Once fallen and cursed to pass his guilt on to any offspring, Adam is quick to look for ways around producing any, including suicide and abstinence.  I liked his monologue near the end talking about this.
O miserable of happy! is this the end Of this new glorious world, and me so late The glory of that glory, who now become Accursed of blessed, hide me from the face Of God, whom to behold was then my height Of happiness: yet well, if here would end The misery, I deserved it, and would bear My own deservings; but this will not serve; All that I eat or drink, or shall beget, Is propagated curse.  O voice once heard Delightfully, Increase and multiply, Now death to hear! for what can I increase Or multiply, but curses on my head?
 That's the end of my random observations, in no real order.  I have two other quotes, both belonging to Satan, which I really liked and want to share.  The first one is from when he learns of pain during the battle for heaven.
But pain is perfect misery, the worst Of evils, and excessive, overturns All patience.
That was one of the lines that I thought made him seem more sympathetic.   The last quote continues at the very end of the one in which he talks about reaching high and stooping low.
Revenge, at first though sweet, Bitter ere long back on itself recoils; Let it; I reck not, so it light well aimed, Since higher I fall short, on him who next Provokes my envy, this new favourite Of heaven, this man of clay, son of despite, Whom us the more to spite his maker raised From dust: spite then with spite is best repaid.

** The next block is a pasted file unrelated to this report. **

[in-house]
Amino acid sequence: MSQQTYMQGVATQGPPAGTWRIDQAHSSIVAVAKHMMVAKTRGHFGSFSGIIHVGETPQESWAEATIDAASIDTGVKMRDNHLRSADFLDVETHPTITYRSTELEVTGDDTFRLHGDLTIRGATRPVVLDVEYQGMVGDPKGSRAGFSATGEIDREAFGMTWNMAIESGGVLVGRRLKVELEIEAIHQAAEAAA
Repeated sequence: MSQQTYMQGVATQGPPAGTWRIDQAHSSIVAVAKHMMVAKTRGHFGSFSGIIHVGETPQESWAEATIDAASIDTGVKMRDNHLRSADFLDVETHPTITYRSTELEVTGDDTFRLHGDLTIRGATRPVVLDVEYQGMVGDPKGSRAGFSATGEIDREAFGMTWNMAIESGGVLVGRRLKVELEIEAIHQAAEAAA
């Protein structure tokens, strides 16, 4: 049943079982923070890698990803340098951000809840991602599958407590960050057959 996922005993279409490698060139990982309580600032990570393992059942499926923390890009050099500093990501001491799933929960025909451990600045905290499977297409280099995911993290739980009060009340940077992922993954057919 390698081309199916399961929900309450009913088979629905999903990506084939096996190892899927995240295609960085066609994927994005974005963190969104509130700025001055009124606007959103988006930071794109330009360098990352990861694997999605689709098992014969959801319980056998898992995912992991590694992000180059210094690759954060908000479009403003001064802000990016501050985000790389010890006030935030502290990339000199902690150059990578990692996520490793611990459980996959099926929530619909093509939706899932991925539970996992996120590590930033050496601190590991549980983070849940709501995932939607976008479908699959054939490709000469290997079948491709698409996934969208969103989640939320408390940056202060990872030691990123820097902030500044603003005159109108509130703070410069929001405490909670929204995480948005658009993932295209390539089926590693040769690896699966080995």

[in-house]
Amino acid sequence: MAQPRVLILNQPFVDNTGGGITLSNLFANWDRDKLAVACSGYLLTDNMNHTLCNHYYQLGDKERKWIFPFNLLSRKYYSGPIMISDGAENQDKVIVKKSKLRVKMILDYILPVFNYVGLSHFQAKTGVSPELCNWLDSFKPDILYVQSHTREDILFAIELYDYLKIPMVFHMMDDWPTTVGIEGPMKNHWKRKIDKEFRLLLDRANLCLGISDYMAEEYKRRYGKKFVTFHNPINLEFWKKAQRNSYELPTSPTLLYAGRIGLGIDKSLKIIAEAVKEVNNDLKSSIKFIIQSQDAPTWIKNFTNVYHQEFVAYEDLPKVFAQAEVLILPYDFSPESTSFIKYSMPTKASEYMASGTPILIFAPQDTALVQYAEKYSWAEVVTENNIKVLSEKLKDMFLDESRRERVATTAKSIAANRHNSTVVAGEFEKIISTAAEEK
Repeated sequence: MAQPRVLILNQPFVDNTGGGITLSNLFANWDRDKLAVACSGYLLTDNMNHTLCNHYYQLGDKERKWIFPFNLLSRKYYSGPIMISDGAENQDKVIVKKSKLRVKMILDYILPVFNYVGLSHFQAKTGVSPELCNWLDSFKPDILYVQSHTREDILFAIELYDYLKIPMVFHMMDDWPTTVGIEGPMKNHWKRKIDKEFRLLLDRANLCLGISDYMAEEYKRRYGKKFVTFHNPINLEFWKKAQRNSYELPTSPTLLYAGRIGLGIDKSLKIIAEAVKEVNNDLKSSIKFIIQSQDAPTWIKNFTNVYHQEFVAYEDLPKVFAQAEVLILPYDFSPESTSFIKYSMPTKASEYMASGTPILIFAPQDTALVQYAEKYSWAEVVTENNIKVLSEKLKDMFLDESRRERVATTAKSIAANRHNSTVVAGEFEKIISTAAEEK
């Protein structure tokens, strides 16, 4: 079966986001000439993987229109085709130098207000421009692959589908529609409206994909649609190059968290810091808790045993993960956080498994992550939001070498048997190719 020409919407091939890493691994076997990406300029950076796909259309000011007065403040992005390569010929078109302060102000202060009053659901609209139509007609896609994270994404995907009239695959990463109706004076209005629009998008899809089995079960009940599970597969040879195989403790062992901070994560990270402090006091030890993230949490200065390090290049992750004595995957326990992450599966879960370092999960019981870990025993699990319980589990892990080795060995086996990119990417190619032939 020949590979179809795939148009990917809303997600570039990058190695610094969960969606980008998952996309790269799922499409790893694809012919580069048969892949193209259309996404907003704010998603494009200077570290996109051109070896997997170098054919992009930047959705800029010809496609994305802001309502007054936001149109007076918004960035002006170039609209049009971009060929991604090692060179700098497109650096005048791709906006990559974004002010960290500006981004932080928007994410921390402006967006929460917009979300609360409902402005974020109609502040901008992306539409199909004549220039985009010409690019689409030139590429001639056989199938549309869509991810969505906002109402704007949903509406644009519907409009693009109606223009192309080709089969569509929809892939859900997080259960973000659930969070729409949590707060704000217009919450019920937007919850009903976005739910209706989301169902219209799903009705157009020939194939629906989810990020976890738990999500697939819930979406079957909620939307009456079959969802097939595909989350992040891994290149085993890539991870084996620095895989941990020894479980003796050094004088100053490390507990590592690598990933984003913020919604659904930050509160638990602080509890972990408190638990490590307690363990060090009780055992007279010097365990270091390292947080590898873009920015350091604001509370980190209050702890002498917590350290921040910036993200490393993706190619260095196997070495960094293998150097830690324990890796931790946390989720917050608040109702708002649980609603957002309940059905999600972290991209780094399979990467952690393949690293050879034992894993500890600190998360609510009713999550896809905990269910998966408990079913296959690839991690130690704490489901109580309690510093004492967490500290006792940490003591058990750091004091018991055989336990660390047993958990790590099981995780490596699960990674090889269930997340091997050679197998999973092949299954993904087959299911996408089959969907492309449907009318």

With that he stops talking and goes about his revenge.  Aside from being thought provoking, it's a pretty epic last line for a monologue right before the climax.

I would actually like to study this book in depth at some point.  I understand what's going on, and I'm following most of what Milton says, I just can't organize it in my head very well.  It's like I'm grappling with too much at once.  I kinda hope there's a class offered including Paradise Lost.  Apparently there's also a Paradise Regained, which I'll get to at some point.  If nothing else, Paradise Lost at least deserves another read through.  I'd love to hear it read by someone who could read out loud well.  That would be an interesting experience.  And I still just really want to know how gibberish can make such amazing images.  The dialogue, like the quotes, isn't gibberish, but the narrative can really be sometimes.  I could hear the groans of the fallen angles, see the ocean of fire and bodies, hear the sound of the chains being ripped apart by Satan, see and hear the locks in the gate of hell fall open... It's probably something I'd do better to not get overly obsessed with considering how strange some of my English has become just by reading older poetry and narratives as it is... I almost said the word "wroth" in all seriousness the other day... but I still want to know.

1 comment:

Robert Hagedorn said...

Eden garden sex?
The lyrics stink.
But the scandal's about evidence.
So forget about lyrics that stink.